In the systematic review conducted to assist the development of the WSACS guidelines found no RCTs or systematic reviews that compared DL with non DL based strategies(13). The highest quality evidence all came from before-and-after case series, 16 in total, most of which were collected retrospectively (only 3 were prospective). They found results consistent with the earlier review, mortalities ranged from 21.4 to 64% for the varying studies. There was little consistency in the data recorded between the studies and even the methods used to record IAP with a number of studies using large volumes instilled into the bladder. Neither was the reporting of the timing and the indications for DL always well described. The authors did report that most studies showed a significant reduction in IAP especially for patients with very high IAP, and that there was some evidence of improvement in PaO2/FiO2 ratios, reduction in vasopressor requirements. The data over SOFA scores, though limited was not clear with some, but not all studies showing an improvement. They concluded that the evidence base behind DL was limited by bias and by the absence of key data such as RCT comparing conservative with operative management, but that DL was associated with correction or at least partial correction and abnormal patient physiology.


Conclusions:

This case report allowed me to review the guidelines for the management of raised inter-abdominal hypertension and abdominal compartment syndrome, including monitoring, basic conservative management and potential indications for surgical decompression. Closer examination of the evidence suggests that the majority of current clinical consensus derives for a limited and potentially biased evidence base and expert opinion. The evidence for DL is limited and would benefit from mortality data from an RCT as well as potentially trials that examine the timings and indication for the procedure. It may be that DL benefits certain subgroups, for example, those developing ACS rapidly and early in the clinical course or those for very severe IAH yet to develop significant other organ failure.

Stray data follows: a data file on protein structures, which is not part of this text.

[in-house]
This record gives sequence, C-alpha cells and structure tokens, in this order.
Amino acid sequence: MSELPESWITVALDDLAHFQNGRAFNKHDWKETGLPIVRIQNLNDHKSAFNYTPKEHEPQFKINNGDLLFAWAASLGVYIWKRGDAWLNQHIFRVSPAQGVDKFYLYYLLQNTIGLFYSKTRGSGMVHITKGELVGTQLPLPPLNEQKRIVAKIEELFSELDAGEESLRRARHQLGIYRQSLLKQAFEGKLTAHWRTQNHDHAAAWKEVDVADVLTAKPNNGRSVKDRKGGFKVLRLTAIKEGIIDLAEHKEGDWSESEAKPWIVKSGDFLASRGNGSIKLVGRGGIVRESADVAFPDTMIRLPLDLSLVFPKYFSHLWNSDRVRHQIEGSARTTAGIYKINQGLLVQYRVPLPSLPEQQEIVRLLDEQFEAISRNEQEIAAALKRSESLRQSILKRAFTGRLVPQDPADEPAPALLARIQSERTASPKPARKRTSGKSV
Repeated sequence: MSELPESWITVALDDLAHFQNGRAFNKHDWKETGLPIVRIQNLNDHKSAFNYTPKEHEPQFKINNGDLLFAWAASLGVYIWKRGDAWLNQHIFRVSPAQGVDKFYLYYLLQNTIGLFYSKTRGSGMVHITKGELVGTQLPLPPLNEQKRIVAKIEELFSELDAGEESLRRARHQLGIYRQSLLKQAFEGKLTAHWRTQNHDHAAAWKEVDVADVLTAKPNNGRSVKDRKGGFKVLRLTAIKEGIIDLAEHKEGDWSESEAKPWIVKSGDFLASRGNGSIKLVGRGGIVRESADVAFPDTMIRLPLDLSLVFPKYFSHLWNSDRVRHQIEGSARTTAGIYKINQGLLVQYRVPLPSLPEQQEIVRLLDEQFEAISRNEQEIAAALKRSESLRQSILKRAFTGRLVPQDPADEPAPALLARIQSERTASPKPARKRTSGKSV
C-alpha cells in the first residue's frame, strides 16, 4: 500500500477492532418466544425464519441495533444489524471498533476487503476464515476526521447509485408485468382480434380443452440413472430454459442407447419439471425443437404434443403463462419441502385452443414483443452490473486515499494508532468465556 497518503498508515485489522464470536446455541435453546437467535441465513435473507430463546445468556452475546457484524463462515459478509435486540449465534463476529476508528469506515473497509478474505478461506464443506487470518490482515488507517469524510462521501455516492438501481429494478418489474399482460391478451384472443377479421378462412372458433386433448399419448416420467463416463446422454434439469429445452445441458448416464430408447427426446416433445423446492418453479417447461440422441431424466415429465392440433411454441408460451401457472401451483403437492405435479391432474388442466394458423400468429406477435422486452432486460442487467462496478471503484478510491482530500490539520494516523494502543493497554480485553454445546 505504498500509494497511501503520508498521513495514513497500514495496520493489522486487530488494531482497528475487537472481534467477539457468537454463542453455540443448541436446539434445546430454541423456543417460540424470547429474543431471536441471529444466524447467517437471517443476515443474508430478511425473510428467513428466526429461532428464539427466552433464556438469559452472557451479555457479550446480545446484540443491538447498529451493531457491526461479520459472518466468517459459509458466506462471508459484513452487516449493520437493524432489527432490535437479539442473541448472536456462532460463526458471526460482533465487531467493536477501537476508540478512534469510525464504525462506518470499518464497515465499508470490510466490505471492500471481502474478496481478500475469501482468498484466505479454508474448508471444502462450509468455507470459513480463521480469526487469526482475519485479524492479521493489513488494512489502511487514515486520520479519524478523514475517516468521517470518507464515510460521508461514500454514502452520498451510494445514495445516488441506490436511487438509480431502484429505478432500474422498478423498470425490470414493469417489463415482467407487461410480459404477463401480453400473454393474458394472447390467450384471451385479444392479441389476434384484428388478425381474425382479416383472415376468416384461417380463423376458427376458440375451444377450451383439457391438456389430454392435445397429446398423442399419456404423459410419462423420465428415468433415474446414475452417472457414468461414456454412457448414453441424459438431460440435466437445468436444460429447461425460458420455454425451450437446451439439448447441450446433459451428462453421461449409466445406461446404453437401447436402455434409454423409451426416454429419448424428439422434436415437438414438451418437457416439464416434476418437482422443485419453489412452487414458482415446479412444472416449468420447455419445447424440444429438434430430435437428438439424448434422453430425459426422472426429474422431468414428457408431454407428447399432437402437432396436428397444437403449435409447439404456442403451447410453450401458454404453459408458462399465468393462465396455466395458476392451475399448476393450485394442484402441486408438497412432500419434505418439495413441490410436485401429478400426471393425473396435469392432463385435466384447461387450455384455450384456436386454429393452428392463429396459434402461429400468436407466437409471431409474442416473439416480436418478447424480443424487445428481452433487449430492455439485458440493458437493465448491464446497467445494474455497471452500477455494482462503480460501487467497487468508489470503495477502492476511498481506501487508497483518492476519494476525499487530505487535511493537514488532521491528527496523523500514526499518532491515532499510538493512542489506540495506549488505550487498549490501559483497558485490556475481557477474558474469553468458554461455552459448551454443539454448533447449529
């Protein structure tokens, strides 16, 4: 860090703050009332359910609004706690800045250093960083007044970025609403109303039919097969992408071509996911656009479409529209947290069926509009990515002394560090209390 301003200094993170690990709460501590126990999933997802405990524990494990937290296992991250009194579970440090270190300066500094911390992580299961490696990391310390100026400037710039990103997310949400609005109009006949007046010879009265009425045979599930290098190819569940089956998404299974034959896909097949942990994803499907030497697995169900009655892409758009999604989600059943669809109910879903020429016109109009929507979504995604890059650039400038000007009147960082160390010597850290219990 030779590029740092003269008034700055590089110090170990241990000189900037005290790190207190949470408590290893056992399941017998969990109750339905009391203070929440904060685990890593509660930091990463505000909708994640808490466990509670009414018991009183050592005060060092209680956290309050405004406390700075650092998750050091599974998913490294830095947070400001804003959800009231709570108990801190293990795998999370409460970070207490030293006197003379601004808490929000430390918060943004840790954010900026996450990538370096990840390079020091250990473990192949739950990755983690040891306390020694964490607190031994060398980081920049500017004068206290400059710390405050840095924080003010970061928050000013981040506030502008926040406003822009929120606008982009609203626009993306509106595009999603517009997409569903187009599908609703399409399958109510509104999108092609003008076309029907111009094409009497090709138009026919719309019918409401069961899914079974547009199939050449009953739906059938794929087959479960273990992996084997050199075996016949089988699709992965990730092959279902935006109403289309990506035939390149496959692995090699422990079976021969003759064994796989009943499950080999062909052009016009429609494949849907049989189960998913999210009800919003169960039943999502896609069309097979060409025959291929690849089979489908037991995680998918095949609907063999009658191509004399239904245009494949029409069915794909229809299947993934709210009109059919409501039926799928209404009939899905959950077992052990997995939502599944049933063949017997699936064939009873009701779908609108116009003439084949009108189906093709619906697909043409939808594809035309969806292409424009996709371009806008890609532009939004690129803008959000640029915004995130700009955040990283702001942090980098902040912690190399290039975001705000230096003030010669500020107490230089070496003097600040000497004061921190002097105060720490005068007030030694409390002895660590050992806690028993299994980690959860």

References

(1) Kron IL, Harman PK, Nolan SP (1984) The measurement of intraabdominal pressure as a criterion for abdominal reexploration. Ann. Surg. 199:28-30.
(2) Emerson H (1911) Intra-abdominal pressures. Arch. Intern. Med. 7:754-784.
(3) Ogilvie WH (1940) The late complications of abdominal war wounds. Lancet. 2: 253-256.
(4) Fietsam RJr, Villalba M, Glover IL, Clark K (1989) Intraabdominal compartment syndrome as a complication of ruptured abdominal aortic aneurysm repair. Ann. Surg. 55:396-402
(5) Malbrain MLNG, Cheatham ML, Kirkpatrick A, Sugrue M, Parr M, De Waele J, Balogh Zs, Leppaniemi A, Olvera C, Ivatury R, D’Amours S, Wendon J, Hillman K, Johansson K, Kolkman K, Wilmer A (2006) Results from the International Conference of Experts on Intra-abdominal Hypertension and Abdominal Compartment Syndrome. I. Definitions. Int. Care. Med. 32: 1722-1732
(6) Kirkpatrick A., Roberts D., De Waele J., et al. Intra-abdominal hypertension and the abdominal compartment syndrome: updated consensus definitions and practical guidelines from the World Society of the Abdominal Compartment Syndrome. Intensive Care Med (2013) 39:1190–1206
(7) Kirkpatrick AW, Brenneman FD, McLean RF, Rapanos T, Boulanger BR (2000) Is clinical examination an accurate indicator of raised intra- abdominal pressure in critically injured patients. Can J Surg 43:207–211.
(8) Sun Z., Huang H., & Zhou H. Indwelling catheter and conservative measures in the treatment of abdominal compartment syndrome in fulminant acute pancreatitis. World J Gastrornterol (2006) 21;12(31):5068-5070.
(9) Kirkpatrick A., Roberts D., De Waele J., et al. Intra-abdominal hypertension and the abdominal compartment syndrome: updated consensus definitions and practical guidelines from the World Society of the Abdominal Compartment Syndrome. Intensive Care Med (2013) 39:1190–1206; supplement 8 Measurement of IAP.
(10) Pupelis G., Zeiza K., Plaudis H., & Suhova A. Conservative approach in the management of severe acute pancreatitis: 8-year experience in a single institution. (2008) 10:347-355.
(11) De Waele JJ, Hoste EA, Malbrain ML, (2006) Decompressive laparotomy for abdominal compartment syndrome–a critical analysis. Crit Care 10: R51
(12) Mentula P, Hienonen P, Kemppainen E, Puolakkainen P, Leppaniemi A, (2010) Surgical decompression for abdominal compartment syndrome in severe acute pancreatitis. Archives of surgery 145: 764-769.
(13) Kirkpatrick A., Roberts D., De Waele J., et al. Intra-abdominal hypertension and the abdominal compartment syndrome: updated consensus definitions and practical guidelines from the World Society of the Abdominal Compartment Syndrome. Intensive Care Med (2013) 39:1190–1206; supplement 22 Should we use decompressive laparotomy for IAH or ACS?.